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Coleman leads young Falcons secondary
Atlanta Falcon safety Erik Coleman dives during a kick blocking exercise Monday afternoon during training camp at Flowery Branch.

FLOWERY BRANCH — Long after the rest of the team hit the showers, the members of the Atlanta Falcons secondary remained on the practice field working on technique.

In the center of it all was Erik Coleman, who with five seasons under his belt is now the veteran of this young group after the Falcons released safety Lawyer Milloy in the offseason.

Coleman has embraced his new role as the leader of the secondary, and with the average age of the unit being 25, his tutelage is key.

“I think I’ve adjusted pretty well to the new role,” said Coleman, who had 95 tackles and led the team with three interceptions in 2008. “It’s just a matter of stepping up a little bit vocally.

“The guys already work hard, so it’s not like I have to push them too much,” he added. “I just try to be accountable and do the right thing and what the coaches ask of me.”

And he’s done that since the start of offseason team activities in March.

“You can’t say anything bad about Erik,” said William Moore, a rookie safety from Missouri. “From Day 1, he’s been a leader of this group.

“The way he studies the playbook and comes out here and works sets a great example,” Moore added. “I think he could coach the defense.”

At just 26, Coleman never shied from his new responsibilities. In fact, it further proved that all the hard work was worth it.

“It’s a great feeling knowing that the guys respect me in that way,” he said. “They respect me enough to listen to what I have to say and take it in and really digest it.

“I’ve been doing the right thing and have been playing well,” he added. “I just want to do the best I can to lead them in the right direction and ultimately it will help the team.”

The lessons he teaches are not only valuable on the field, but off the field as well, especially with the three rookies in the secondary.

“I think a lot of the guys get in the league and in a big city with a little money and they think it’s all about flashing and hanging out and showing off your money,” Coleman said. “But one of the things I told the guys when they got here is ‘You’re job is to play football. You’re football players first and whatever second. Let’s just take care of business and don’t let any outside distractions affect your work.’”

That message rang loud and clear to Moore, who the Falcons selected in the second round of the NFL draft.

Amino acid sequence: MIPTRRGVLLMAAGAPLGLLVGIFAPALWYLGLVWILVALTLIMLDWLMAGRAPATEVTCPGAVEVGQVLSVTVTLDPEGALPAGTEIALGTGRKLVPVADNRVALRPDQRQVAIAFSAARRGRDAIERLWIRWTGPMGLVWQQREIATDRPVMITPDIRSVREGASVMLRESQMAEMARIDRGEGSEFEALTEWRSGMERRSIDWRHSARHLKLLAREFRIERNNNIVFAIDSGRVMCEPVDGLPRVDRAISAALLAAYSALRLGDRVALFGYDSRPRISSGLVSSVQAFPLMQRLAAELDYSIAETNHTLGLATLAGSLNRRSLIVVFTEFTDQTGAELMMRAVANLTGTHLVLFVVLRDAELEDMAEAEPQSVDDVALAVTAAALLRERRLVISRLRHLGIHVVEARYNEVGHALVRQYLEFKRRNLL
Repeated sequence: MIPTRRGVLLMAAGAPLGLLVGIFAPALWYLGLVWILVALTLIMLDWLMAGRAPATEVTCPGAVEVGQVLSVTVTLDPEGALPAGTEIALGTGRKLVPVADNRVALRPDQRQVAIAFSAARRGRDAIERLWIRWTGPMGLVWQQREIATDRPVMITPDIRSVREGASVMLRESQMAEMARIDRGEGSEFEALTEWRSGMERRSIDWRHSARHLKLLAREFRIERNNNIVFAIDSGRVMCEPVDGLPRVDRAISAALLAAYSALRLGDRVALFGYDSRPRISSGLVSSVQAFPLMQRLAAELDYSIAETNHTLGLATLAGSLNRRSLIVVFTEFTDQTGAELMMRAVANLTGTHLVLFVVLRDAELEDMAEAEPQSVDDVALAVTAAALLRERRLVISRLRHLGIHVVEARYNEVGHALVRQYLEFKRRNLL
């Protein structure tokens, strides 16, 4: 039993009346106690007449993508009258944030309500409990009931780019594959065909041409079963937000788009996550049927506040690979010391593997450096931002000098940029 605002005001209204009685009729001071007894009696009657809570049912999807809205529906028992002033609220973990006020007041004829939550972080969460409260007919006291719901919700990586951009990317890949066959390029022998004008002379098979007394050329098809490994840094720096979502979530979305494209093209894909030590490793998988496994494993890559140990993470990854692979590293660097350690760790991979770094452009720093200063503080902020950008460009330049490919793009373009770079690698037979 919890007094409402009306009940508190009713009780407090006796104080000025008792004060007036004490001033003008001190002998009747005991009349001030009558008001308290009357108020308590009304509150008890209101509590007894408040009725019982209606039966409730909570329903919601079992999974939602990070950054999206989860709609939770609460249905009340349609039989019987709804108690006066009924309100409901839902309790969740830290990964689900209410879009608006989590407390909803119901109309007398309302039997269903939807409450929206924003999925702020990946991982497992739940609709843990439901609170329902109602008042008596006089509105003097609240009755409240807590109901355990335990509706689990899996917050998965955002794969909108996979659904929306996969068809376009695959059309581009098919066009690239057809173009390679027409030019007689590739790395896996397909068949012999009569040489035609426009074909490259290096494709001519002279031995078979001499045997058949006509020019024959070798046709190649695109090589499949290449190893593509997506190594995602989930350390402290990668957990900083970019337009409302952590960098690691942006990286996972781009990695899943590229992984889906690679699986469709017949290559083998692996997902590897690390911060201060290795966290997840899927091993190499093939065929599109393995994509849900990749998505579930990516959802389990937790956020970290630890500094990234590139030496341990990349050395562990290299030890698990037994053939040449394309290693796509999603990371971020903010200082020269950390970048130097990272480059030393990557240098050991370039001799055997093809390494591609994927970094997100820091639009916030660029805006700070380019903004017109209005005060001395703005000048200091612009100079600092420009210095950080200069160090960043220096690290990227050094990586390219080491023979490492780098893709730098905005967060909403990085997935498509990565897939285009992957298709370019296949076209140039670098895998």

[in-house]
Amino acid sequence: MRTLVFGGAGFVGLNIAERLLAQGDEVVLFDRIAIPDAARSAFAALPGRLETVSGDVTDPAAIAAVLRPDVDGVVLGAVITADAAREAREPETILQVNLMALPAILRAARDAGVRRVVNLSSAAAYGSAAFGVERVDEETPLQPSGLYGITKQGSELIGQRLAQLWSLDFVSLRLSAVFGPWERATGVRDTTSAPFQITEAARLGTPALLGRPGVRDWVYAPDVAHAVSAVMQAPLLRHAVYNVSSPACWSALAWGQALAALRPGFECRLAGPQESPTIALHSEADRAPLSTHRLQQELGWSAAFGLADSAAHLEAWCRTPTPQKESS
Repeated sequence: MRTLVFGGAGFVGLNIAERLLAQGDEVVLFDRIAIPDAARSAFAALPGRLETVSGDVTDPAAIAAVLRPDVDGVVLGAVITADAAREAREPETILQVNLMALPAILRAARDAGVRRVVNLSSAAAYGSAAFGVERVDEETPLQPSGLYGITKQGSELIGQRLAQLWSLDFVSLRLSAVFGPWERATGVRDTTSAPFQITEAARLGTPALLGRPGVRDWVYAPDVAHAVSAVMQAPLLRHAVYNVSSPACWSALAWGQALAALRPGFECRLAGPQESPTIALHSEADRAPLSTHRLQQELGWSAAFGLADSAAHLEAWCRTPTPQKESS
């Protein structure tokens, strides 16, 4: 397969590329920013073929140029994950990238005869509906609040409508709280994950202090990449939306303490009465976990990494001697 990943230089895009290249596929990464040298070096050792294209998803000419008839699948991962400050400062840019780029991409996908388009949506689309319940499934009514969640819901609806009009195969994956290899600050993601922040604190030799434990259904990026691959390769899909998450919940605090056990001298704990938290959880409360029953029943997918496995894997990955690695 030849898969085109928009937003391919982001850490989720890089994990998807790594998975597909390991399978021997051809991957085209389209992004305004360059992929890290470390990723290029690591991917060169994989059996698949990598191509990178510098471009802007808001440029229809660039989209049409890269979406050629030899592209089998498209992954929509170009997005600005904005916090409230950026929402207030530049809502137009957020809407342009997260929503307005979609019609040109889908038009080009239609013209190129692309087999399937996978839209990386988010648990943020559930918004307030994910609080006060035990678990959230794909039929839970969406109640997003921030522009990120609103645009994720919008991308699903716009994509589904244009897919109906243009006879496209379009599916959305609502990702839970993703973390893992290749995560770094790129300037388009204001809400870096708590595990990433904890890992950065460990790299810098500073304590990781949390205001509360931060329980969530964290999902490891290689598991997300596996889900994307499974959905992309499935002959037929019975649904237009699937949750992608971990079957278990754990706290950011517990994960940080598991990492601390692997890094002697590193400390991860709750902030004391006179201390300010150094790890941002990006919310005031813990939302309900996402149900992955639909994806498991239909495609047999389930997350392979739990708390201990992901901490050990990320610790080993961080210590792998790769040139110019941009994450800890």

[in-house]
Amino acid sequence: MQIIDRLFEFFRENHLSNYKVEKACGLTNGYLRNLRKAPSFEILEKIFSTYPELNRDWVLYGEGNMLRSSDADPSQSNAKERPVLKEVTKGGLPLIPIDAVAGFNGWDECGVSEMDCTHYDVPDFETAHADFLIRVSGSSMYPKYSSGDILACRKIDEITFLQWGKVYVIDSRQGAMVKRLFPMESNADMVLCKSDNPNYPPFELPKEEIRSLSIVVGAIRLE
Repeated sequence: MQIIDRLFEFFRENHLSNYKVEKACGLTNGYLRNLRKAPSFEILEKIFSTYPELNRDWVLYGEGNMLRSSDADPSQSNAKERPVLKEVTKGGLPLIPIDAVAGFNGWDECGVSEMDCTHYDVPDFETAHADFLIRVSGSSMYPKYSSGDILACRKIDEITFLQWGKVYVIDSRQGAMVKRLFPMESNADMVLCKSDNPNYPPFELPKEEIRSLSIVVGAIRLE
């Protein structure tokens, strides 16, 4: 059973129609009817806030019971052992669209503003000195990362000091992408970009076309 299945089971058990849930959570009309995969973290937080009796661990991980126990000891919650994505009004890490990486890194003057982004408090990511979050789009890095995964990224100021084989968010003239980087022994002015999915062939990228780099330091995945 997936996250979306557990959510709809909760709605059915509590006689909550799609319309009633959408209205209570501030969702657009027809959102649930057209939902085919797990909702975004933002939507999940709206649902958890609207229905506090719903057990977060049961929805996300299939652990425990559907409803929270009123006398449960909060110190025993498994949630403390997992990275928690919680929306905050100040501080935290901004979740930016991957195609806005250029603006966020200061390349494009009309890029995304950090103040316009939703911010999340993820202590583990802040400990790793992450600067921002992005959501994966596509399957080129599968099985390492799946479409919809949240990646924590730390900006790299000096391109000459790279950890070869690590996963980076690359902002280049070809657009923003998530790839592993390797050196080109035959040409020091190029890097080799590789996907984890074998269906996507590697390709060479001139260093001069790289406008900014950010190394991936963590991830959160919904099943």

“That’s one of the reasons why I bonded so quickly with him,” Moore said. “I’m all about football and so is he.”

It’s a good thing that Moore is on board, because if Coleman is to replace Milloy’s leadership, Moore will be asked to duplicate Milloy’s physical style of play.

“There’s no pressure on me to replace Lawyer,” Moore said. “I definitely model my game after guys like him and (Broncos safety) Brian Dawkins, but I’m going to play whatever role the team needs in order for us to win.”

For now, that role is backing up potential starter Thomas DeCoud, who along with Coleman and cornerbacks Brent Grimes and Chris Houston, are getting a first-hand look at what they need to do to shut down a high-powered offense.

While young and inexperienced, the secondary is getting tested every day in practice against Matt Ryan, Michael Turner, Tony Gonzalez and the rest of the Falcons offense that was sixth in the NFL in total yards last year. According to Moore and Coleman, that task will only help once the season arrives.

“Any time you play against the best it makes you want to step up your game,” Moore said. “I think our offense is one of the best in the NFL.”

The defense and secondary are trying to achieve that status.

“I think we put the pressure on ourselves to raise our level to that of the offense,” Coleman said. “To go up against these receivers every day, and as safeties we get to go against Tony Gonzalez, and it doesn’t get much better than that.

“It’s great practice and we’re taking it and trying to get better everyday and hopefully it translates to the season.”

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